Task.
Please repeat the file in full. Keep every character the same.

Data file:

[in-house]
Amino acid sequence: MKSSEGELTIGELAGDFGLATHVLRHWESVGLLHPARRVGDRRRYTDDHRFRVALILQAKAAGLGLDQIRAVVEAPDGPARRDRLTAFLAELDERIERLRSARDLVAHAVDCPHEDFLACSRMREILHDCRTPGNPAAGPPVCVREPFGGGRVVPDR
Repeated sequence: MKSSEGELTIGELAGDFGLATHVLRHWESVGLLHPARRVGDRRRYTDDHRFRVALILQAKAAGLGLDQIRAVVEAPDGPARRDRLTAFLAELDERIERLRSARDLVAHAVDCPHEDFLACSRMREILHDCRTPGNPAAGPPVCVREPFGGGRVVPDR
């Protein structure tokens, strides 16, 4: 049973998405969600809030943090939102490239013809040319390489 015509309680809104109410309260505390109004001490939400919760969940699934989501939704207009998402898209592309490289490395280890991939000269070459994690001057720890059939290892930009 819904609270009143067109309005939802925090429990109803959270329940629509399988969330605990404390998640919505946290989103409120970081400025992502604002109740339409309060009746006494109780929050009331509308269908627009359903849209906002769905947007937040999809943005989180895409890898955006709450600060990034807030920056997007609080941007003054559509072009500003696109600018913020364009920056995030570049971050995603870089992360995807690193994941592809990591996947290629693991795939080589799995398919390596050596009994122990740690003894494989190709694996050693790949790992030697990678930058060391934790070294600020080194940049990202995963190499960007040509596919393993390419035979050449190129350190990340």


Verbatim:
[in-house]
Amino acid sequence: MKSSEGELTIGELAGDFGLATHVLRHWESVGLLHPARRVGDRRRYTDDHRFRVALILQAKAAGLGLDQIRAVVEAPDGPARRDRLTAFLAELDERIERLRSARDLVAHAVDCPHEDFLACSRMREILHDCRTPGNPAAGPPVCVREPFGGGRVVPDR
Repeated sequence: MKSSEGELTIGELAGDFGLATHVLRHWESVGLLHPARRVGDRRRYTDDHRFRVALILQAKAAGLGLDQIRAVVEAPDGPARRDRLTAFLAELDERIERLRSARDLVAHAVDCPHEDFLACSRMREILHDCRTPGNPAAGPPVCVREPFGGGRVVPDR
């Protein structure tokens, strides 16, 4: 049973998405969600809030943090939102490239013809040319390489 015509309680809104109410309260505390109004001490939400919760969940699934989501939704207009998402898209592309490289490395280890991939000269070459994690001057720890059939290892930009 819904609270009143067109309005939802925090429990109803959270329940629509399988969330605990404390998640919505946290989103409120970081400025992502604002109740339409309060009746006494109780929050009331509308269908627009359903849209906002769905947007937040999809943005989180895409890898955006709450600060990034807030920056997007609080941007003054559509072009500003696109600018913020364009920056995030570049971050995603870089992360995807690193994941592809990591996947290629693991795939080589799995398919390596050596009994122990740690003894494989190709694996050693790949790992030697990678930058060391934790070294600020080194940049990202995963190499960007040509596919393993390419035979050449190129350190990340």